2.2. Experimental Fish and Feeding Trial
The fish used in the experiments were provided by China Qingdao Mingbo Aquatic Products Co., Ltd., and the feeding experiment was carried out in the Key Laboratory of Mariculture and Improvement, Zhejiang Institute of Marine Fisheries, Zhoushan, China. Before starting the feeding experiments, fish were fed commercial diets for 20 days to adapt to the laboratory environment. After that, 21 circular tanks filled with 300 L of seawater were stocked with 18 fish (average initial body weight, 14.62 ± 0.02 g per). Fish were fed twice (8:30 and 16:30) per day for 8 weeks. During feeding, a root blower was used for uninterrupted aeration to guarantee that dissolved oxygen surpassed 6 mg L−1. The water temperature was maintained at 28.7 ± 1.4 °C, and the ammonia nitrogen concentration did not exceed 0.05 mg L−1. The salinity and pH value of the water were 24 ± 0.8 g L−1 and 7.5 ± 0.1 respectively. Experiments were performed under a natural photoperiod, and each tank’s lighting was kept consistent.
2.3. Sample Collection and Analysis
Before the feeding test, 18 fish were randomly chosen as initial samples and were frozen for the subsequent whole-body composition analysis. At the end of the culture experiment, all fish were starved for 24 h before sampling, and the total number and weight of fish in each tank were subsequently recorded. Three fish were randomly sampled from each tank for whole-body composition and total energy analyses. Blood samples were collected from the caudal vein with a hypodermic syringe and centrifuged at 4000× g (4 °C) for 10 min (CT15RE centrifuge, Hitachi, Japan). The viscera, intraperitoneal fat, liver, and intestine were extracted and weighed. All of these samples were processed using liquid nitrogen and then stored at −80 °C.
According to AOAC (1995), the analysis of the whole body and the tissues and the composition of the feed were determined. Moisture was detected by weight removal using a drying oven (diet, 105 °C) or a lyophilizer (LL1500, Thermo Scientific, Waltham, MA, USA) (fish and tissue, −110 °C). The crude protein of the sample was analyzed by an Auto Kjeldahl System (K355/K437, Buchi, Flawil, Switzerland) according to the Kjeldahl method. The ash content was determined in a muffle furnace at 550 °C for 12 h. Crude lipids were determined by ether extraction using a Soxhlet apparatus (E816, Buchi, Flawil, Switzerland). With the use of a calorimeter (HWR-15E, Shangli, Shanghai, China), the total energy of the diet and that of the whole body were assessed. To test the amino acid composition of the samples, the amino acid samples were sent to a professional laboratory for measurement using an automatic analyzer (L-8900, HITACHI, Tokyo, Japan).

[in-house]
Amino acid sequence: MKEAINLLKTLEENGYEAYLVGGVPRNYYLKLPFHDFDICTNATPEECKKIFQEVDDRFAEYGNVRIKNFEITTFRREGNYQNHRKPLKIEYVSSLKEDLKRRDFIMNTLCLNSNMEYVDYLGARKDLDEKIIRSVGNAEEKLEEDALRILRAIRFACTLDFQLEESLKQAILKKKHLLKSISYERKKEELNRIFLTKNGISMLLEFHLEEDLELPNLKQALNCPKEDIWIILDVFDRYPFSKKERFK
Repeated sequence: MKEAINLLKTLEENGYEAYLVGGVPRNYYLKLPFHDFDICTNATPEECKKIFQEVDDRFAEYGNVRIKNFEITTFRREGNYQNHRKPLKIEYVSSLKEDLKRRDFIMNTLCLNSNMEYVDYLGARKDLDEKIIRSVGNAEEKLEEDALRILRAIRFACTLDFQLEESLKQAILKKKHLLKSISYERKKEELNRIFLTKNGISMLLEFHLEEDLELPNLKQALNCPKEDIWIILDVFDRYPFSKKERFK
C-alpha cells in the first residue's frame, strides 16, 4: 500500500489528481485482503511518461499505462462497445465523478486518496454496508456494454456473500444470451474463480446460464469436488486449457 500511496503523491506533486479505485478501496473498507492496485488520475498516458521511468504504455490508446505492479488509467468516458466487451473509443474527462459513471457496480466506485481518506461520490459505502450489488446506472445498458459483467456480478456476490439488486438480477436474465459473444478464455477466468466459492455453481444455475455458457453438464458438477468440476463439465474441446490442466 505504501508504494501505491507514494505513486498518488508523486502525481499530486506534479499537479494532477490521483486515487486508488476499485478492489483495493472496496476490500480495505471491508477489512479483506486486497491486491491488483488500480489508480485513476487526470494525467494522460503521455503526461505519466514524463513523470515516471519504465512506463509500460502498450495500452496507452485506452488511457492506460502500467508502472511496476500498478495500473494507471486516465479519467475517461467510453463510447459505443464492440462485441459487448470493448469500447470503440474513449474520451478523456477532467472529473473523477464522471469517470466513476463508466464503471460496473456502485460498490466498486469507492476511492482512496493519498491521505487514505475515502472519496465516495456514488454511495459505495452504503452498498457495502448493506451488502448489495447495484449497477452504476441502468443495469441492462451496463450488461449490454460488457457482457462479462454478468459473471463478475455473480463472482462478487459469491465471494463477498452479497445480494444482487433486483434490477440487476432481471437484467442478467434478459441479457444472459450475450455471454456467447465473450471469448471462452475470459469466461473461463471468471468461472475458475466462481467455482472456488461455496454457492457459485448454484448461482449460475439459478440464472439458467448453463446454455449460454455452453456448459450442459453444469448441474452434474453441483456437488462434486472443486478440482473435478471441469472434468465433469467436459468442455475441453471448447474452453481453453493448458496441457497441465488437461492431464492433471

The triglyceride (TG) and total cholesterol (T-CHO) contents in serum were evaluated through the method provided by [31
]. The activities of lipase (LPS) and amylase (AMS) in the intestinal tract were determined, as described by [32
]. Catalase (CAT) was analyzed using the methods provided by [33
]. Superoxide dismutase (SOD) activity was measured according to the method provided by [34
]. The concentration of malondialdehyde (MDA) was determined by the method provided by [35
]. All parameters above were measured by commercial test kits (Nanjing Jianchen Bioengineering Institute, Nanjing, China) and a microplate reader (Multiskan Go, Thermo Scientific, Waltham, MA, USA).
2.4. Gene Expression
Total RNA from liver was extracted using Trizol reagent (Invitrogen, Carlsbad, CA, USA) and quantified using 1.0% agarose electrophoresis. Subsequently, according to the manufacturer’s scheme, 1 μg of RNA was used for cDNA synthesis using a PrimeScriptTM
RT Reagent kit (perfect Real Time; Takara, Dalian, China). The relative expressions of interleukin-8 (il-8
) and transforming growth factor β1 (tgf-β1
) genes were determined by a Real-Time PCR System (QuantStudioTM
6 Flex, Life Technologies, Carlsbad, CA, USA) according to [36
]. The β-atin
gene was chosen as an internal reference. The specific primers used in this study are shown in Table 3
. Relative expression levels were calculated based on the 2−△△CT
equation according to [37
]. Each treatment was performed in triplicate and was repeated three times per sample.
2.5. Calculation and Statistical Analysis
Weight gain (%) = 100 × (final body weight − initial body weight)/initial body weight.
Specific growth rate = 100 × (Ln (final body weight) − Ln (initial body weight))/days.
Feed efficiency = wet weight gain/dry feed consumed.
Protein efficiency ratio = wet weight gain/protein intake.
Daily feed intake = 100 × feed offered/average total weight/days.